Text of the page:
Saudi Aramco was forced to suspend 5.7 million barrels of crude oil per day after its Abqaiq oil processing plant and the nearby Khurais oil field came under attack from drones on 14 September
Oil output from Saudi Arabia has risen to more than eight million barrels a day, which is significantly closer to pre-attack levels of 12 million than experts had anticipated by this stage.
Insiders revealed the figures to the Financial Times, with heat maps of key fields confirming a surge in production that has helped push global oil prices below $62.
The two facilities hit by drone attacks, Abqaiq and Khurais, are still expected to take many months to fully repair, but oil markets look set to calm for the time being after experiencing price hikes of up to 20% last month.
Saudi Aramco CEO Amin Nasser had been confident in the likelihood of this rapid recovery and the resilience of his firm’s operations last week: “These synchronised attacks were timed to create maximum damage to our facilities and operations.
“The rapid response and resilience demonstrated in the face of such adversity shows the company’s preparedness to deal with threats aimed at sabotaging Aramco’s supply of energy to the world.”
“We have a hard-earned reputation for nearly 100% reliability in terms of meeting our international customers’ requirements and we have defended that.
“Not a single shipment to an international customer has been or will be missed or cancelled as a result of these attacks.
“We have proven that we are operationally resilient and have confirmed our reputation as the world’s leading supplier.”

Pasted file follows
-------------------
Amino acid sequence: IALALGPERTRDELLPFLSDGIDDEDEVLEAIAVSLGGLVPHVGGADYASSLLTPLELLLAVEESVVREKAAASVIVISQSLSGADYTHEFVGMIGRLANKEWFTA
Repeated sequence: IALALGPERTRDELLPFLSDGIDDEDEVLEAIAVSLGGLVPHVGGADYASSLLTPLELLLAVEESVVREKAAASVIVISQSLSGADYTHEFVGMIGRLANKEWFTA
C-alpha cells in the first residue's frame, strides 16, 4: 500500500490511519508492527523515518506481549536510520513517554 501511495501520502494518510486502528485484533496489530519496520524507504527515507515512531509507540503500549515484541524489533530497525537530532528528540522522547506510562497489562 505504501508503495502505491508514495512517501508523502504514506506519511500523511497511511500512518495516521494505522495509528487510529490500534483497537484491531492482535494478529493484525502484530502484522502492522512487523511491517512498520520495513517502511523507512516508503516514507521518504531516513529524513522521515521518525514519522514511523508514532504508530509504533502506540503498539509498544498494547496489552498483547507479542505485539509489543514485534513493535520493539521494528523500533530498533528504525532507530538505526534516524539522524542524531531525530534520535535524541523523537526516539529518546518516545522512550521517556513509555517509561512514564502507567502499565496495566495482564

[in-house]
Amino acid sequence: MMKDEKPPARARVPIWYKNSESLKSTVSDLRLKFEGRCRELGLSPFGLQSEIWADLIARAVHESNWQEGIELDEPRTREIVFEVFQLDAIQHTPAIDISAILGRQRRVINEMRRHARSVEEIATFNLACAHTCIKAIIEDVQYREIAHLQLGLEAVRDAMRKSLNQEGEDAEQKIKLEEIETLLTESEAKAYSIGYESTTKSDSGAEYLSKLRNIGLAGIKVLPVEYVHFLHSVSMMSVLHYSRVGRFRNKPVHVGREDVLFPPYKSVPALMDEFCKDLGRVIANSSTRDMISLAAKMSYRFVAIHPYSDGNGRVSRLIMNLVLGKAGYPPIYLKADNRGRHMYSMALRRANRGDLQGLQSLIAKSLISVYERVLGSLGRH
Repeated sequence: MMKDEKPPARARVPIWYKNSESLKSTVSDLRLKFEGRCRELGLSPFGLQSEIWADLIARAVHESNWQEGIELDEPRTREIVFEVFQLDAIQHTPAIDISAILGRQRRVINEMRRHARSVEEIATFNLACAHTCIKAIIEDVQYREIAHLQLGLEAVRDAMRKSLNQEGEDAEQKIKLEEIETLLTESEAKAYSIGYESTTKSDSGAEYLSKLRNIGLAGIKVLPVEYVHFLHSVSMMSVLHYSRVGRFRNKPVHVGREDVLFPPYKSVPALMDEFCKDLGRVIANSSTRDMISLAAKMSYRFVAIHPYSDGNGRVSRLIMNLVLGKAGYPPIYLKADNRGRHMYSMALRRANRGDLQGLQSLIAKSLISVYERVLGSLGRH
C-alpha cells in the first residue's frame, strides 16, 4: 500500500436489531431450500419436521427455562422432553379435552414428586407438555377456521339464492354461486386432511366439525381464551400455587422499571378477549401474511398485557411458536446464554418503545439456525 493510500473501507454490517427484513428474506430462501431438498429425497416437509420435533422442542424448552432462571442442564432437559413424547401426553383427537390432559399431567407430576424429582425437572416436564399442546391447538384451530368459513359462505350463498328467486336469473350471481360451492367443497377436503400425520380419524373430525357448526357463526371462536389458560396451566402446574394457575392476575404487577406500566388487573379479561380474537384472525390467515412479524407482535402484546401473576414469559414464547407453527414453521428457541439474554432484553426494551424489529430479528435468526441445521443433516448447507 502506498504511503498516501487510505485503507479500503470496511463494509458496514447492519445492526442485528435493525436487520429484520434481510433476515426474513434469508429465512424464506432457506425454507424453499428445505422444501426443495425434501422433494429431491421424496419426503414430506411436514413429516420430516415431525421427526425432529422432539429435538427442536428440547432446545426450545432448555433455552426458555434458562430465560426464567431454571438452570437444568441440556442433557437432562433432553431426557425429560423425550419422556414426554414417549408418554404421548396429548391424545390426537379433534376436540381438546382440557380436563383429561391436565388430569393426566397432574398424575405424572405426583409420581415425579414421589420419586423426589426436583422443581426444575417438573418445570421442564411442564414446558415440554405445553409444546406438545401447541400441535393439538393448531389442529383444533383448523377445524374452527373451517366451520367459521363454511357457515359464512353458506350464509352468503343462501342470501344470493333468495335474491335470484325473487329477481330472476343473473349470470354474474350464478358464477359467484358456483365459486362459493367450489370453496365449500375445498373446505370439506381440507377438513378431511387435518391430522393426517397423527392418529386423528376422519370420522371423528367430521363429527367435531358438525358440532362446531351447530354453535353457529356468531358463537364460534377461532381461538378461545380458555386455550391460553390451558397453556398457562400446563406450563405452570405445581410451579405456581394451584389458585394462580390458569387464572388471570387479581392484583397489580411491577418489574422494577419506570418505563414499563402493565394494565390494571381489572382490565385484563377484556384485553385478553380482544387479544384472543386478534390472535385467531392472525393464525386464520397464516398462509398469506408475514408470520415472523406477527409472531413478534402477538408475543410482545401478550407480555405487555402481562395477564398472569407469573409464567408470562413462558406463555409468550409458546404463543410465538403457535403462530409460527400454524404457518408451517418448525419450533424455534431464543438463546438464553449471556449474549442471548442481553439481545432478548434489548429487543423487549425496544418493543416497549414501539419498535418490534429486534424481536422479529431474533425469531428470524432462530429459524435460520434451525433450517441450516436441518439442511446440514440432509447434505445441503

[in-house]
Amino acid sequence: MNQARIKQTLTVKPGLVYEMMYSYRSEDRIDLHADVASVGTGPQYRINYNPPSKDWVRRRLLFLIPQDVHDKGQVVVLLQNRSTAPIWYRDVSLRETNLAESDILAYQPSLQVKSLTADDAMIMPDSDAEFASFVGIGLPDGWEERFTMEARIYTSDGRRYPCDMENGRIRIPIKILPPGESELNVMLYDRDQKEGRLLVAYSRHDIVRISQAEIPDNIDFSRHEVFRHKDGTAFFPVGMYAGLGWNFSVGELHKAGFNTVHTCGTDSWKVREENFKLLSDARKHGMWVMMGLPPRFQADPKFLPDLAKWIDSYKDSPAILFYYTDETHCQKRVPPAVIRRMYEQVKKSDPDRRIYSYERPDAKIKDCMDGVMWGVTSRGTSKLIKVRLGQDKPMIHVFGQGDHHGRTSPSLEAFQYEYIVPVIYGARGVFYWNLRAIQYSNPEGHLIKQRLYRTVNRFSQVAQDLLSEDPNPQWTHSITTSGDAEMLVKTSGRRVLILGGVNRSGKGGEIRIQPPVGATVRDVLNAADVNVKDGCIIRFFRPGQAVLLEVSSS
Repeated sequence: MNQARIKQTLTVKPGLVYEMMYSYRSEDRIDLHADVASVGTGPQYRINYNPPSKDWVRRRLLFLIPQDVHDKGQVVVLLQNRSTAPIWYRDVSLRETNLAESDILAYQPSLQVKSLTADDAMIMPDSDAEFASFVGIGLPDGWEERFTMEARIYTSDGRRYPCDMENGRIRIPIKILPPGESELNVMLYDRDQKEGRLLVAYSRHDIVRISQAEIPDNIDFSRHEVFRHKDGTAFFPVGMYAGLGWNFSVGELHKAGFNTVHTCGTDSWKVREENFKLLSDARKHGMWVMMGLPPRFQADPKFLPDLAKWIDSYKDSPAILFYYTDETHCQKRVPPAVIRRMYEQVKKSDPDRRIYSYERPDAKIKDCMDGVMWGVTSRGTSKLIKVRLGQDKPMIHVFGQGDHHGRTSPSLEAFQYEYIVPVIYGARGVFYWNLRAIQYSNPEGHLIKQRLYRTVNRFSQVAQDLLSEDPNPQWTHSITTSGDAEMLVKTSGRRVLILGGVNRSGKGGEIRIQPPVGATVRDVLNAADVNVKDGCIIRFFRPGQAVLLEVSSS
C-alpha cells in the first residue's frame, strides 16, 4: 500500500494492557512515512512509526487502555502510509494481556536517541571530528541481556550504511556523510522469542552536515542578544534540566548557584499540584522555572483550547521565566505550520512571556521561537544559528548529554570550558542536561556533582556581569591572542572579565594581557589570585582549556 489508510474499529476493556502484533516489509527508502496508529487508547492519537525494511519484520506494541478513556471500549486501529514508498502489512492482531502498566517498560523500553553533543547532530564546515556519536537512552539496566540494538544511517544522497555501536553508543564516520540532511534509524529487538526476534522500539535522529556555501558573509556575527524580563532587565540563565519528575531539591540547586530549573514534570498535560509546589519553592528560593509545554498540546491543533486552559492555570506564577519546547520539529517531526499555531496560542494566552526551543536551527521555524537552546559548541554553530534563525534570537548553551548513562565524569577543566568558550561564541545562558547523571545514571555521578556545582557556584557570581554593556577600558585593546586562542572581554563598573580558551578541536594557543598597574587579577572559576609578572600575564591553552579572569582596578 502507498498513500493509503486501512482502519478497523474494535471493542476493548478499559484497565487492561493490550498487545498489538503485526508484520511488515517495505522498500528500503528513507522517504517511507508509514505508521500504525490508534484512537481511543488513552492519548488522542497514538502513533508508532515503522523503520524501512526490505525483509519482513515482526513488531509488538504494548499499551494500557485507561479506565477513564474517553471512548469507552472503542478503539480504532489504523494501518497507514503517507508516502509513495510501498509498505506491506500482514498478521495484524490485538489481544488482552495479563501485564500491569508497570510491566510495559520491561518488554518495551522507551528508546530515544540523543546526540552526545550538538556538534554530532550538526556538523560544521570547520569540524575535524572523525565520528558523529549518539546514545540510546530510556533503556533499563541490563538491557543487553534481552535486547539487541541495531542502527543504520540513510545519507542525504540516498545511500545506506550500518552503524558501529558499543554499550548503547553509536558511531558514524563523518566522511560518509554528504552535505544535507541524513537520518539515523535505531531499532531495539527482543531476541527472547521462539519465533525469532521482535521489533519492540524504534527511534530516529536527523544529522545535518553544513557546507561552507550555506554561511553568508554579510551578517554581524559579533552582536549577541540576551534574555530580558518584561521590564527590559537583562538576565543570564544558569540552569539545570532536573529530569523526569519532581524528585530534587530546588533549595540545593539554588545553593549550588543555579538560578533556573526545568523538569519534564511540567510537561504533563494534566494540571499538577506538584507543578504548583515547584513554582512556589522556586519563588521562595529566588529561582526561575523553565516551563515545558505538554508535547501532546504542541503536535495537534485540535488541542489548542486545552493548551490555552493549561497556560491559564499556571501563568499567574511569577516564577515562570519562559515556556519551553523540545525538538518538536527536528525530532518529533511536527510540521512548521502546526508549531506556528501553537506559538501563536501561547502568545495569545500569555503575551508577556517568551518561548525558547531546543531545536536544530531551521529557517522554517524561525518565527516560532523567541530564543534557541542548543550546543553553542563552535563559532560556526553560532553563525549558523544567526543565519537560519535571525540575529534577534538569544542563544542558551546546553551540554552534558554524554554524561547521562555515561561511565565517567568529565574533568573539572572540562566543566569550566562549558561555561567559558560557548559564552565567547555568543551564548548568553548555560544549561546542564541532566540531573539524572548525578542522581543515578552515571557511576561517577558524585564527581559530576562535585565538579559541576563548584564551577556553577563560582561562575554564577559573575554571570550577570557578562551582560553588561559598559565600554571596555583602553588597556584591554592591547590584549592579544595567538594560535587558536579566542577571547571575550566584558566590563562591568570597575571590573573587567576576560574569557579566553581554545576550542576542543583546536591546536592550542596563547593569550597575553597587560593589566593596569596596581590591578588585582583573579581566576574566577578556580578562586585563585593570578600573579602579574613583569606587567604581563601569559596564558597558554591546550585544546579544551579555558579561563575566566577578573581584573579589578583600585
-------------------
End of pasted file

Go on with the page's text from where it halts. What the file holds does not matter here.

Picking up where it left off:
Saudi Arabia oil facilities drone strike – what happened?
Saudi Aramco was forced to suspend 5.7 million barrels of crude oil per day after its Abqaiq oil processing plant and the nearby Khurais oil field came under attack from drones on 14 September.
A total of 10 drones were reportedly used to launch attacks on the facilities located in eastern Saudi Arabia, no casualties or injuries were reported.
The Houthi group, a Yemen-based terror organisation, claimed responsibility for the drone attacks, which set fire to the two oil facilities, but a Saudi-led assessment of missile remnants has laid the blame on Iran.
The two oil plants had been providing nearly half of the Saudi national oil and gas company’s total output, and reportedly meet more than 5% of global oil supply.
Aramco IPO plans in jeopardy
Saudi Aramco will likely delay the release of its initial public offering (IPO) following the drone attacks on two of its key oil facilities earlier this month, according to Reuters sources.
The global oil and gas sector has been anticipating the state-owned giant going public for some time, with the release of its debut bond in April this year confirming its status as the world’s most profitable company.
Its chairman Yassir al-Rumayyan said publicly after the attacks on the Abqaiq and Khurais projects, that the IPO would launch within one year. It had previously been slated for 2020 or 2021, but Reuters’ sources now suggest it could be later still.
Reportedly armed with a “direct knowledge of the company’s thinking”, the sources told the news agency that Saudi Aramco “needs to build confidence — in addition to restoring production”.